Himachal Pradesh is in the north of India, in the Himalayas. It has many beautiful mountain towns and resorts such as Dalhousie. Dharamshala, the base camp of Mcleod Ganj, is the seat of the Dalai Lama. After seeking refuge from the Government of India, he and his Tibetan Buddhist refugees stay there. The Buddhist temples and monasteries, and the vibrant Tibetan New Year celebrations reflect the same. The trekking, climbing, and skiing areas of Himachal attract thousands of tourists every year. Of course, Shimla, the capital city of the province is also the largest city there. The Victorian architecture, on Ridge and the Mall, is very popular. Shimla is an ideal place for honeymooners. The cool and pleasant climate of Shimla makes it a renowned summer retreat. February to June (Spring and Summer) is the best time to visit Himachal. The pleasant and most popular time to visit is the winters, i.e., between October and February when it’s the snowfall season.
The earliest known inhabitants of the region were tribals. Then came the Aryans. In the later centuries, the hill chieftains accepted the suzerainty of the Mauryan empire, the Kushans, the Guptas, and Kanuaj rulers. During the Mughal period, the Rajas of the hill states made some mutually agreed arrangements that governed their relations. In the 19th century, Ranjit Singh annexed/subjugated many of the states. When the British came, they defeated Gorkhas and entered into treaties with some Rajas, and annexed the kingdoms of others. The situation more or less remained unchanged till 1947. On 25th January 1971, Himachal Pradesh was made a full-fledged State. Himachal Pradesh is a fantastic tourist place on the basis of its diversity and natural beauty. It is undoubtedly one of the best tourist destinations for summers. You can experience amazing scenic beauty, and serene landscapes in places like Manali, Shimla, Dalhousie, and many more.
Fairs And Festivals
Offering such wonderful landscapes and thrilling experiences, the state simply adds more fervor to the local experiences with its numerous fairs and festivals. The locals lavishly celebrate their culture and heritage through these festivals. There are many religious fairs and festivals, such as the Halda Festival. This celebration, dedicated to the Goddess of Wealth, Shashikar Apa, is held to commemorate the New Year and includes a bonfire that symbolizes the community’s oneness. Dussehra is a major Hindu religious festival in Northern India, and it is also celebrated in Himachal Pradesh. The Kullu Valley, on the other hand, has a unique Dussehra celebration. Instead of burning an effigy of Ravana, the Kullu Dussehra emphasizes worshipping Lord Raghunath and several dances and music performances. There are regular celebrations to honor the Gods where the entire village gathers and pays their respect. The Doongri Fair is held at the Hadimba Temple in Manali to celebrate the arrival of the new season. Similarly, the Chet Festival is held on the first day of the first month of the lunar year to bring happiness and prosperity to the region. This celebration is well-known in the Kangra, Hamirpur, and Bilaspur regions. So if you plan a trip to Himachal, do understand the local culture through their festivals.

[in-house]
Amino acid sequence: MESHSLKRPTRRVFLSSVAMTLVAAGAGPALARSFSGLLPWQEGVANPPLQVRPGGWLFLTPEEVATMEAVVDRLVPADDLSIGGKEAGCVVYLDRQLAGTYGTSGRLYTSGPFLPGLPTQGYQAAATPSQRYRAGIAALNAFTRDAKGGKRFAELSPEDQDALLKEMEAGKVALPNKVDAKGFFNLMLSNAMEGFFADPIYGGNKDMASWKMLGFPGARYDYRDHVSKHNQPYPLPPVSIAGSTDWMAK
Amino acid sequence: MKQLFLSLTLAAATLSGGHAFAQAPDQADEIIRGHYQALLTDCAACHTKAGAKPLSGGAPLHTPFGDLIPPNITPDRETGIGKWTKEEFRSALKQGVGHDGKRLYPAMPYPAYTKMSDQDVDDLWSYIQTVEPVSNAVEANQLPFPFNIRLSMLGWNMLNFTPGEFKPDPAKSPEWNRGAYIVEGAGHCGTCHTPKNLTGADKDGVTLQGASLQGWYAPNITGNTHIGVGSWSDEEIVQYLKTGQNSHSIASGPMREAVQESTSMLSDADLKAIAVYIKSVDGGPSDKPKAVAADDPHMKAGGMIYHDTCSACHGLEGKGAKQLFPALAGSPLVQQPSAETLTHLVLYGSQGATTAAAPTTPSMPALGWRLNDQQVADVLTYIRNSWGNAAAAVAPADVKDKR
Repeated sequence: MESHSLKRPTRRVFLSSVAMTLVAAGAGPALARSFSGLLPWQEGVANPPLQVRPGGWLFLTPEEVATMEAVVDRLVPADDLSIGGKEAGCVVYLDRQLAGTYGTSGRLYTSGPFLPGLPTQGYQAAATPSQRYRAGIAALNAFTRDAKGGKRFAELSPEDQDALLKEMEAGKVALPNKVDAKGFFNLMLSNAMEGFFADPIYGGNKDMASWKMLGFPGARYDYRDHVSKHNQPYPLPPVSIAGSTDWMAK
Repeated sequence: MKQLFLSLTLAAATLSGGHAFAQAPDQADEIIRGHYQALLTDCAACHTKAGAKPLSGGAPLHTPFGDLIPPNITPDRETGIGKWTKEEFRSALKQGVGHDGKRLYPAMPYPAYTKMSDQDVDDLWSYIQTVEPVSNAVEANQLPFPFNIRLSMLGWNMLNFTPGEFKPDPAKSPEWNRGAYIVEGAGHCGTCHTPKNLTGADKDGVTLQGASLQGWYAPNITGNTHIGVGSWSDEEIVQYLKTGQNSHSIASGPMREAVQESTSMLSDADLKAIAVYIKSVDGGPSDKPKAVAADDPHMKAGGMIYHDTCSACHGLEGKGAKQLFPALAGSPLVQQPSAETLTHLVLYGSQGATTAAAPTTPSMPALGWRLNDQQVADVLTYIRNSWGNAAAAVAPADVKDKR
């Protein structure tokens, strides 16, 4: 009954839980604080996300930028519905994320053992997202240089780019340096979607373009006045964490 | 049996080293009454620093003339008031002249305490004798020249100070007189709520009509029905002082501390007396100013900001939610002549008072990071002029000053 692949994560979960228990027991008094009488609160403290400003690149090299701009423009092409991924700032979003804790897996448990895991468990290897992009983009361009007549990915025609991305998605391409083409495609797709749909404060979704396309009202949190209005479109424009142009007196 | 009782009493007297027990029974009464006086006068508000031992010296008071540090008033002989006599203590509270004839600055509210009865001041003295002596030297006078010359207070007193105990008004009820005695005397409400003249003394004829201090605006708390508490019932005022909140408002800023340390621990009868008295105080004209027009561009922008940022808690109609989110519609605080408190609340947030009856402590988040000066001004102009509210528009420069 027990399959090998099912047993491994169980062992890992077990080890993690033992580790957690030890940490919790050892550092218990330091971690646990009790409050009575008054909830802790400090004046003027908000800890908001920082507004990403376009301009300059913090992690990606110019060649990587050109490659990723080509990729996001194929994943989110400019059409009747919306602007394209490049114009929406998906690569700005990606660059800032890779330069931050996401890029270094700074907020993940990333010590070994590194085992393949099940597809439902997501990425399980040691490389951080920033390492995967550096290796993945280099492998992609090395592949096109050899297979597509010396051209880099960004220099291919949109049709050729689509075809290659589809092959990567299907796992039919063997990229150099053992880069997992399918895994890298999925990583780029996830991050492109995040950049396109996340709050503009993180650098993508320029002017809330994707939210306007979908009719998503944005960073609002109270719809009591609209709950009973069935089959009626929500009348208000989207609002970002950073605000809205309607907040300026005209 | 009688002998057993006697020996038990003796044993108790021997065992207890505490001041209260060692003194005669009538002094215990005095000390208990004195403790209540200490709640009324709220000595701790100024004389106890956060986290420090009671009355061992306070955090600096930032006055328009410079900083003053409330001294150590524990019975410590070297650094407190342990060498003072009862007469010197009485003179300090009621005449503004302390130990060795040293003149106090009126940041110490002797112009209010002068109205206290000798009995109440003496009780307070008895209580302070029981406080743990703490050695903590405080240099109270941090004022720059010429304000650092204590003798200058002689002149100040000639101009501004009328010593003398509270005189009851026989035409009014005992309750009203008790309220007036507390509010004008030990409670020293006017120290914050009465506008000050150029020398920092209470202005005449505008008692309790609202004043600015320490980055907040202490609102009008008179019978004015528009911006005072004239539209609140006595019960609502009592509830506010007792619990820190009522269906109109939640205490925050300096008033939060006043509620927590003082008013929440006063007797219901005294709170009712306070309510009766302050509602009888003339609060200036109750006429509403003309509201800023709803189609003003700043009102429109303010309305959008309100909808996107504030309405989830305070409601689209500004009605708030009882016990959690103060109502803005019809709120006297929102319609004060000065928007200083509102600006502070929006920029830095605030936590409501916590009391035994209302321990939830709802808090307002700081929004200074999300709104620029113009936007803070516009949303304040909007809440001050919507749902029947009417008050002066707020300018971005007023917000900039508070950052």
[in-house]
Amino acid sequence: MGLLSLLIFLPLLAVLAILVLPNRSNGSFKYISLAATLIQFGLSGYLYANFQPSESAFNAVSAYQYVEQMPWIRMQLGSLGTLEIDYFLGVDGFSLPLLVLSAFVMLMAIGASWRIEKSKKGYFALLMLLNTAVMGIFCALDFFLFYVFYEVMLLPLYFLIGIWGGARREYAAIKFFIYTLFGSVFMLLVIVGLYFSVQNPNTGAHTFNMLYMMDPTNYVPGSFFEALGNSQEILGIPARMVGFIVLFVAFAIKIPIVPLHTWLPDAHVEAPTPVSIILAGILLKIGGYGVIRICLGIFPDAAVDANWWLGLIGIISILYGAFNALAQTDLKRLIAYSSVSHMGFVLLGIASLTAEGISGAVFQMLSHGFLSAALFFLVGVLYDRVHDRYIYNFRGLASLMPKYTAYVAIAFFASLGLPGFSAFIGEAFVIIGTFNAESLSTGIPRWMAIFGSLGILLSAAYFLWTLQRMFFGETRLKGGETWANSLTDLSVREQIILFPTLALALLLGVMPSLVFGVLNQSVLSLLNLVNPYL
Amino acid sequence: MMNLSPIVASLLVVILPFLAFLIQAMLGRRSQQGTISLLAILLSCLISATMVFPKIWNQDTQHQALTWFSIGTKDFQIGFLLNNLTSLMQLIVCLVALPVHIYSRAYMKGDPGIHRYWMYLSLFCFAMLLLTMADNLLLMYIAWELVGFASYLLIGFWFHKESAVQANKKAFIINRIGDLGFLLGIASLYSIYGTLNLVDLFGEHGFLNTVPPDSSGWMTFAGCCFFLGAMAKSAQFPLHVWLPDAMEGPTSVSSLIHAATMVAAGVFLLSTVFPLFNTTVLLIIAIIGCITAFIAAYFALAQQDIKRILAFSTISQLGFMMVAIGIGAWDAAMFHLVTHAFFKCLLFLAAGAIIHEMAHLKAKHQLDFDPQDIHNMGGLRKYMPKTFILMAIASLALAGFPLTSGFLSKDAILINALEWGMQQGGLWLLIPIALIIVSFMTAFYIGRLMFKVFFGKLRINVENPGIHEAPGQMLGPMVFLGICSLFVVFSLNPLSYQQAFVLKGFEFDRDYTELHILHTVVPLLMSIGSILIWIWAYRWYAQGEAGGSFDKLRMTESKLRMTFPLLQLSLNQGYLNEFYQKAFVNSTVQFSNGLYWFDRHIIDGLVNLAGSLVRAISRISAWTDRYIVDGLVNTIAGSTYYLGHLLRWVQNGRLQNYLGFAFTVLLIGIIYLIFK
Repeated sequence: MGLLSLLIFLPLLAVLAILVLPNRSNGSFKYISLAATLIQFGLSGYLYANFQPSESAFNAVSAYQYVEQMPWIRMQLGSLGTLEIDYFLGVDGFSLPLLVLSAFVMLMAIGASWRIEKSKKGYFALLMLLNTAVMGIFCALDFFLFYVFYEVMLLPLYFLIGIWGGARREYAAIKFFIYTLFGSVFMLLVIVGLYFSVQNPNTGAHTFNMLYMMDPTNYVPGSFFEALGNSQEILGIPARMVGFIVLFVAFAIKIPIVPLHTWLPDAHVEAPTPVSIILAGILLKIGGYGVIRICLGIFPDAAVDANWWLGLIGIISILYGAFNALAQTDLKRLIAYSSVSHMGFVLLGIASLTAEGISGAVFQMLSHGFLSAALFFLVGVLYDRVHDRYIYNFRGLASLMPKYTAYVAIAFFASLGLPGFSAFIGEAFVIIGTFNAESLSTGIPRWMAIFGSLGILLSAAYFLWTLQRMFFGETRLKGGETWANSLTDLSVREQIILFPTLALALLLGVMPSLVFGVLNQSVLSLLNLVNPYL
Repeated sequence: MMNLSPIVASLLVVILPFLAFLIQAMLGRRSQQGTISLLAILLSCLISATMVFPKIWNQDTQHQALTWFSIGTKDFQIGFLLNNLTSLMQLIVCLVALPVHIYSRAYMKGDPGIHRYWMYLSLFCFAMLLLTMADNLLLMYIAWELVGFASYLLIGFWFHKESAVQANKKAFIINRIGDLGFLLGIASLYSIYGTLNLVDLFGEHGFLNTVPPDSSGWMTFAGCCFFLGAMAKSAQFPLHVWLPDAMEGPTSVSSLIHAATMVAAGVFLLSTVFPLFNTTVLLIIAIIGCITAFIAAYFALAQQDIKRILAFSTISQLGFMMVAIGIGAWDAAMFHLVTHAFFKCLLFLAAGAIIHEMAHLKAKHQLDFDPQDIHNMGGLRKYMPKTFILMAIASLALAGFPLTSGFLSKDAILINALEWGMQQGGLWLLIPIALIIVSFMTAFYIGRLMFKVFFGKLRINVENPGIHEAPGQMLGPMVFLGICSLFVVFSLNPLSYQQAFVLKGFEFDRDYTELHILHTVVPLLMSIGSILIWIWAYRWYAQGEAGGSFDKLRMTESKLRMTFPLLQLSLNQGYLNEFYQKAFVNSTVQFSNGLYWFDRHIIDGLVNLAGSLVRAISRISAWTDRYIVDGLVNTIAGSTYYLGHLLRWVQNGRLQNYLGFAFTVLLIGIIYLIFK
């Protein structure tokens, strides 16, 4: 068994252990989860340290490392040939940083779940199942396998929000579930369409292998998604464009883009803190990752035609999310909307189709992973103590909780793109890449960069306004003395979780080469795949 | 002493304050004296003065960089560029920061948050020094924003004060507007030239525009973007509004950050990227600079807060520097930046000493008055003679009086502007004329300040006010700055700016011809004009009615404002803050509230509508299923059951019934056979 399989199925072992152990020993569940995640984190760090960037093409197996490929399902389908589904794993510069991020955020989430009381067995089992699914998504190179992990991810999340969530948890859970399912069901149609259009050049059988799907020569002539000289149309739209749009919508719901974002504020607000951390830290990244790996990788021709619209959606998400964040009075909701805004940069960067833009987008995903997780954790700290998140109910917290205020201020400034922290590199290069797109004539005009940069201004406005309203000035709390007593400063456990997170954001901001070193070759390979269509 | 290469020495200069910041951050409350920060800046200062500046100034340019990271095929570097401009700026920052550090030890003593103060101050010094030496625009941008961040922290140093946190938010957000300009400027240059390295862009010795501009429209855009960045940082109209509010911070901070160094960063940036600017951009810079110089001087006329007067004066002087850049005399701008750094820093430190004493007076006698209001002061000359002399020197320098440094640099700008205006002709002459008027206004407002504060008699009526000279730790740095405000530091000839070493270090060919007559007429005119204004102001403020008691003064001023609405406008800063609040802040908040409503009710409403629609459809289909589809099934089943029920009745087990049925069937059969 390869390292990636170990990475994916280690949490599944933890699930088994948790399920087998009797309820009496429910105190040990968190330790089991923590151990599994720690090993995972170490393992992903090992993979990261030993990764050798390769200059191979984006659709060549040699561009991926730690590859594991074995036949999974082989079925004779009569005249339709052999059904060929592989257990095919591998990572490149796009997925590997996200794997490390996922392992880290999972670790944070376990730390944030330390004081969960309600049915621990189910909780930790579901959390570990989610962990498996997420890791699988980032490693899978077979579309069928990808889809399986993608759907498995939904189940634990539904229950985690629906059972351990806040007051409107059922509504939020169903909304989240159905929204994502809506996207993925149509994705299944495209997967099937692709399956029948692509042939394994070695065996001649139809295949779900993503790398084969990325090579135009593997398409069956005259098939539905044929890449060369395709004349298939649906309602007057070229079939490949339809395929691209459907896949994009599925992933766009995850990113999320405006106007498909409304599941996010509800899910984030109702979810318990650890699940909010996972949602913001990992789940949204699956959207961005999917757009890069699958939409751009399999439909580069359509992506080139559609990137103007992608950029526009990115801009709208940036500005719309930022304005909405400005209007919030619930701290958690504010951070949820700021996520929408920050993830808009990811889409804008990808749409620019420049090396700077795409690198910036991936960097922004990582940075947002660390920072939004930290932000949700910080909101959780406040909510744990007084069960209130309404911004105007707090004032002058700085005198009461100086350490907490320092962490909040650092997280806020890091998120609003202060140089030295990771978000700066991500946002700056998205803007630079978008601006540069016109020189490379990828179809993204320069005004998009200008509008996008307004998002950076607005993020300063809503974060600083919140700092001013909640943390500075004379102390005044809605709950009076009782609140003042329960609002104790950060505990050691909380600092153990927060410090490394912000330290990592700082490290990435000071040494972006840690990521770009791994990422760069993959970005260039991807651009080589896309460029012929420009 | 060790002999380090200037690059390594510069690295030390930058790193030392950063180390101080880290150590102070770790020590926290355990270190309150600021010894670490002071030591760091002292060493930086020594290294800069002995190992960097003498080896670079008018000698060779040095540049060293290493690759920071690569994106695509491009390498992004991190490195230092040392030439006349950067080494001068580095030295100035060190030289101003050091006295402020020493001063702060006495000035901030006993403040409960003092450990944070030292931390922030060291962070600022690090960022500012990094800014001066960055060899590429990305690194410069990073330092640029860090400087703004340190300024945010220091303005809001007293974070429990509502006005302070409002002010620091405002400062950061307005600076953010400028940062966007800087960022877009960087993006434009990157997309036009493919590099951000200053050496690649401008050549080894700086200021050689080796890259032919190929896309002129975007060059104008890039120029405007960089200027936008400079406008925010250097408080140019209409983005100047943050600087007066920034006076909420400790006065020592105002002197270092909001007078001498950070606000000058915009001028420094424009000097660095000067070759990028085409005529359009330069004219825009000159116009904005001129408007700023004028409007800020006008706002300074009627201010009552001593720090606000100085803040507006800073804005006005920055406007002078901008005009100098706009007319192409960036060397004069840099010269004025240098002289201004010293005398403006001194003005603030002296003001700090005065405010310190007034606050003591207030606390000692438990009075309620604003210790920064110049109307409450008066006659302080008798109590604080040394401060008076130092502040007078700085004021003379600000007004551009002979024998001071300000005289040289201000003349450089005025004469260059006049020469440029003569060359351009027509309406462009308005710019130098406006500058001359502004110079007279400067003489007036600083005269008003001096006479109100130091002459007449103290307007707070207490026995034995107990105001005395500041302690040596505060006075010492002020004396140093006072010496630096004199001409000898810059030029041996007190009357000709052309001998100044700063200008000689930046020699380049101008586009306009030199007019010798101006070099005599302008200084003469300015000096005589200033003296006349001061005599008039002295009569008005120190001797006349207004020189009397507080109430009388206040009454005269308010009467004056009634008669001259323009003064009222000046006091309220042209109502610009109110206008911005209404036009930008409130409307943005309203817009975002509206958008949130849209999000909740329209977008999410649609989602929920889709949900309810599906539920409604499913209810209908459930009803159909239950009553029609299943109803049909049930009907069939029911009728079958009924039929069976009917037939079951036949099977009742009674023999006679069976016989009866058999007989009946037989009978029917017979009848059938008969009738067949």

The local Himachali cuisine has formed over the years with deep influences from the nearby areas of Punjab and Tibet along with the variations in climate. It is rightly said that the food tastes delicious because the people of Himachal Pradesh put their heart and soul into the preparation but that is likely to be true across the country. Most of the dishes are slow-cooked to enhance flavors as the cuisine is predominantly homely. In the high terrain areas you’ll find more non-vegetarian dishes while in the lower region, leafy vegetables and fruits dominate the cuisine. Many regional dishes like Siddu, Aktori, and Gulgule are worth a try while traveling across the state. The Brahmin community chefs make a local dish Dham, which is a customary festival dinner. Dham consists of aromatic rice, moong dal, madra of kidney beans or chickpeas cooked in yogurt, and Mitha Bhatt or Mithdee, a sweet dish prepared with lentils and rice and topped with boondis and breadcrumbs. People in Pahadi are likewise loyal to their cups of tea, which is understandable given the cold weather. Tchaku Cha is a salty butter tea that is quite popular in Japan and is also made here. It’s made with milk, salt, and butter, as well as a unique type of black tea. Some other local dishes that shall entice your palate are Babro, chicken from the hills, trout fish from the Tirthan valley, Channa Madra (chickpea-based), Chha Gosht (a rich curry-based meat) among many others
Shopping for souvenirs is a must while traveling and Himachal like any other state in the country has some unique offerings. Paintings, handicrafts, woodwork, metalwork, the famed shawls, Himachali caps, and the local markets are flooded with items that will find a rightful place in your baggage. You can visit Kullu and Chamba since the state’s metal jewelry is in high demand around the world. Local Tibetan jewelry is also found in Dharamshala, Shimla, and Manali including a treasure trove of anklets, neckpieces, amulets,
rings, and more. The town of Kinnaur is famed for its wonderful apples, Chilgoza, handlooms, and supplies for handicrafts. Apart from that, when visiting Himachal Pradesh, one can get wall hangings, Tibetan Thangkas, travel books, and prayer wheels.